Chaleur Humaine

(Freedom To Spend)


Chaleur Humaine (nothing to do with the Christine & The Queens album of the same name) is the debut by obscure French sibling duo UMAN, originally released in 1992 as a sort of outsider-art experiment after their two earlier stabs at straight-up pop were weakly received. The story goes that the disenchanted brother-and-sister team took a load of then-cutting-edge synths to a studio in the Paris suburbs and made a hybrid downbeat electronic album influenced by new-age music and self-reflection – an hour of MIDI panpipes, Blade Runner bass, rainforest samples and wordless cooing vocals – and despite a few tracks ending up on ’90s chillout comps, the results were lost to history.

Resurfacing via reissue label Freedom To Spend nearly 30 years later, Chaleur Humaine is an uncanny artefact to encounter in 2021, sounding unlike much else in the present day. Direct lines could be drawn from it to the likes of Oneohtrix Point Never and Kelly Moran, two artists also clearly interested in finding the organic within the cold synthesis of electronic music and fracturing the rave aesthetic to breaking point, but even that’s a bit of a stretch: while those two bask in a postmodernist/nostalgist irony when reaching back to the ’90s computer-music aesthetic, and add three-dimensional sophistication to their work, Chaleur Humaine feels both dead straight and awkwardly naive, innocently in love with its own slightly naff futurism and, consequently, cringe-inducing and timeworn.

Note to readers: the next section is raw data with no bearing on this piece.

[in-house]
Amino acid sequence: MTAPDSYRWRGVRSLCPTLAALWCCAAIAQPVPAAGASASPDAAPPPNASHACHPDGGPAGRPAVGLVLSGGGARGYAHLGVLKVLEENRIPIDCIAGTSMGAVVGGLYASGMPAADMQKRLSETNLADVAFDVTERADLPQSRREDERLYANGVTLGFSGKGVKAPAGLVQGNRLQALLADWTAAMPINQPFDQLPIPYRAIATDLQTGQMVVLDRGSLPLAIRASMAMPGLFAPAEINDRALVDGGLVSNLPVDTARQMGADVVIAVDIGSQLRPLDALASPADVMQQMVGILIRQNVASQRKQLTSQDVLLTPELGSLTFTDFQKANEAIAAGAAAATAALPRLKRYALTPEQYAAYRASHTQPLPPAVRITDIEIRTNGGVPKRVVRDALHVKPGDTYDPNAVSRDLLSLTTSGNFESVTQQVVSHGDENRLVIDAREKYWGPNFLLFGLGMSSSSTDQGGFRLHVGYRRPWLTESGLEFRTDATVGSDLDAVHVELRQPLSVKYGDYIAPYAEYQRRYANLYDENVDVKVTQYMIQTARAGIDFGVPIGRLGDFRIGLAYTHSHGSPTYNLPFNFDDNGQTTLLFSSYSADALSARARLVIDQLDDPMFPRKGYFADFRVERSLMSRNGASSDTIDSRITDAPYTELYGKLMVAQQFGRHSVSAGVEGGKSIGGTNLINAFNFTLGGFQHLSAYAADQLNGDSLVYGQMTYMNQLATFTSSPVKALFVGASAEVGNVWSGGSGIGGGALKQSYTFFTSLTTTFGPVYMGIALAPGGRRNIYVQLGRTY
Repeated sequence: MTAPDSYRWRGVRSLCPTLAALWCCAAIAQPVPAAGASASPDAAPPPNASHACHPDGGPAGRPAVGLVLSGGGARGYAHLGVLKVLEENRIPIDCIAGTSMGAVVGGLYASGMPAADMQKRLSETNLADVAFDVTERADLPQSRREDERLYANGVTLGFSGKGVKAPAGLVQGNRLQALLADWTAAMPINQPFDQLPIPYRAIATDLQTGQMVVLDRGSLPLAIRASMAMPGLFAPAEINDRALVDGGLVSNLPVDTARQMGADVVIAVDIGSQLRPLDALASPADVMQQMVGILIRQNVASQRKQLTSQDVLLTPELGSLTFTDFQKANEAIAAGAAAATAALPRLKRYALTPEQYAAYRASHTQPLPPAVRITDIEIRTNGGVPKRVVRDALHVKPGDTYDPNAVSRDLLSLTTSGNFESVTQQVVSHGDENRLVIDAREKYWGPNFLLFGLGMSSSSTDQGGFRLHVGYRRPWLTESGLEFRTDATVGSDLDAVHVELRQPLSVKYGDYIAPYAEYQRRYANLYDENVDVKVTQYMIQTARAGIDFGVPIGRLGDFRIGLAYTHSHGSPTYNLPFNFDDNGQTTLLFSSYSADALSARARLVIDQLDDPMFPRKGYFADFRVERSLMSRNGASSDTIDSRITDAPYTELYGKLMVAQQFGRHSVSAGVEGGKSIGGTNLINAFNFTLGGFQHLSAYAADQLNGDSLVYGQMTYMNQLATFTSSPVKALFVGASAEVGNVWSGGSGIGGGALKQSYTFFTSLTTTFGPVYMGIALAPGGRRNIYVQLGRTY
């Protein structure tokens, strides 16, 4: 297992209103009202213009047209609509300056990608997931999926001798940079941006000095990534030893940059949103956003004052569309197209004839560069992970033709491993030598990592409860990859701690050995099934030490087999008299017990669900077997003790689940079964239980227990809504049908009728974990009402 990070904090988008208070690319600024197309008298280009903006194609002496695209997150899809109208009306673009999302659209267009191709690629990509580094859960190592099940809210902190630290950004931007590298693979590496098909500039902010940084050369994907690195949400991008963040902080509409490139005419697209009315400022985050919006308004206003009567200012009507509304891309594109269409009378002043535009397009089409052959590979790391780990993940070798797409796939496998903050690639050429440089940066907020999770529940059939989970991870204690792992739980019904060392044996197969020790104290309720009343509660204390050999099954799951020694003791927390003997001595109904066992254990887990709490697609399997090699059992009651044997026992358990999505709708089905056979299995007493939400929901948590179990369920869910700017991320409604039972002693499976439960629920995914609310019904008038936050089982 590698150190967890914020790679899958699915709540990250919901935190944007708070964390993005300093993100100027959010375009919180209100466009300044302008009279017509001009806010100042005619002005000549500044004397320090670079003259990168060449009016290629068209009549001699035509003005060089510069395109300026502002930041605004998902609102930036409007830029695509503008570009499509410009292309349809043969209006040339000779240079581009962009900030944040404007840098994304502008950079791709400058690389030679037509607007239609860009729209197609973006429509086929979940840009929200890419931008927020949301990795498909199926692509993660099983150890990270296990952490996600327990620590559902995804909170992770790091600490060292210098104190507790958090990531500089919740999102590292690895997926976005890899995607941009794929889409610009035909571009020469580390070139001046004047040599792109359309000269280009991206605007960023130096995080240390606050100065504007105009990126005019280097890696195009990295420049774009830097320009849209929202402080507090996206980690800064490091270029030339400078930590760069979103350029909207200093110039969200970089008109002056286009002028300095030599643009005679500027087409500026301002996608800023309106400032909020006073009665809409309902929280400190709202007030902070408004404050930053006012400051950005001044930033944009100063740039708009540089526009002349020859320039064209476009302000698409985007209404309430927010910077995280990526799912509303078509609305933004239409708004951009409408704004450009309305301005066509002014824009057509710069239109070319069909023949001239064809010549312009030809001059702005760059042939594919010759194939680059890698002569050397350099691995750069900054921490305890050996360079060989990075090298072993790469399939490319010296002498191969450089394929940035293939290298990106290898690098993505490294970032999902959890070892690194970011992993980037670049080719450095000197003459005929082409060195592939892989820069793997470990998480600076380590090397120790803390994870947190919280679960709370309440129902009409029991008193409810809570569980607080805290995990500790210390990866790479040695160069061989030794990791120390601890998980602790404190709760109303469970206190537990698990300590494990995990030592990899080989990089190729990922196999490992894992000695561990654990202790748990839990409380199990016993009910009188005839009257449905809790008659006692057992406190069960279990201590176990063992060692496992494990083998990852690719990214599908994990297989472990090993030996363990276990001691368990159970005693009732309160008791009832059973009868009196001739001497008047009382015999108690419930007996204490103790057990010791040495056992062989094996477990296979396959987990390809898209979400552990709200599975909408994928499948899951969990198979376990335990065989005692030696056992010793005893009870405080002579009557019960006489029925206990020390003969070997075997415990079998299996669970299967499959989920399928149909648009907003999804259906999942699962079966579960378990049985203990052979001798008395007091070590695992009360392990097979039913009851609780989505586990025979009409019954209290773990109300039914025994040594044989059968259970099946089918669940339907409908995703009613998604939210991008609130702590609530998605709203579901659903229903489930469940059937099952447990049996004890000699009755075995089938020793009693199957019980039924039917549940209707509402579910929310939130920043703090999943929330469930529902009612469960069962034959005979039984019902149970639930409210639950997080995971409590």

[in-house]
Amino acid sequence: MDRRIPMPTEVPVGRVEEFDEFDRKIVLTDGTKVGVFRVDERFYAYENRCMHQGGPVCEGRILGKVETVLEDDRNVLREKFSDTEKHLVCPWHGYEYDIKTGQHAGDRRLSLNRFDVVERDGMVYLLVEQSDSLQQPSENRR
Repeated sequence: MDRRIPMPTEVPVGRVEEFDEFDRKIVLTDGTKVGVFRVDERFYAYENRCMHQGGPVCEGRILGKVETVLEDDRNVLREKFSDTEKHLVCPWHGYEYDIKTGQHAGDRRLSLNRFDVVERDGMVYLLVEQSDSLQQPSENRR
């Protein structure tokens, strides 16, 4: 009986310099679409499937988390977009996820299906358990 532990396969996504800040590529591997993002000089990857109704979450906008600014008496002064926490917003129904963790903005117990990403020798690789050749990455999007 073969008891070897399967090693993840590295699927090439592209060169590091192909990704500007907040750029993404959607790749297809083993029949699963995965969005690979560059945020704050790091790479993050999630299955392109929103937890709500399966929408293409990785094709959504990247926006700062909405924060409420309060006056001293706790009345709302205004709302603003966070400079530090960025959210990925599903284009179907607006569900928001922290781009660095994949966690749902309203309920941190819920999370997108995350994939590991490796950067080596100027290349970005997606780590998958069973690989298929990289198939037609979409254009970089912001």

But while none of that makes it a record you’ll want to revisit that often, it does make for an ethnomusicologically interesting listen, trying to imagine what this pair of pop failures were thinking, hoping for, and imagining in suburban Paris in early ’92, as well as what was going on around them – after all, also in Paris at the time was a nascent Daft Punk, Air, and Etienne De Crecy, suggesting something was definitely afoot in the city. However, Freedom To Spend makes a point of saying that it “does not ‘excavate’ music for celebrating when it was made”, which is a shame, as Chaleur Humaine works far better as a context piece than something standalone: woven not just in Paris’ electronic music, but also into 1992’s tapestry of the UK illegal rave scene that united clubbers and crusties and met its peak in the infamous Castlemorton rave in May that year, and presented alongside post-rave ambient contemporaries like The Orb’s Adventures Beyond The Ultraworld, the KLF’s Chill Out and Aphex Twin’s Selected Ambient Works 85-92, UMAN’s strangely wide-eyed and somewhat callow debut, equally in debt to hippie bohemianism and the possibility of future-facing electronic music, still represents a good jumping-off point to investigate similar musics in different domains. Taken on its own merits, however, the best that can be said of this odd, old record is that it’s a conversation-starter.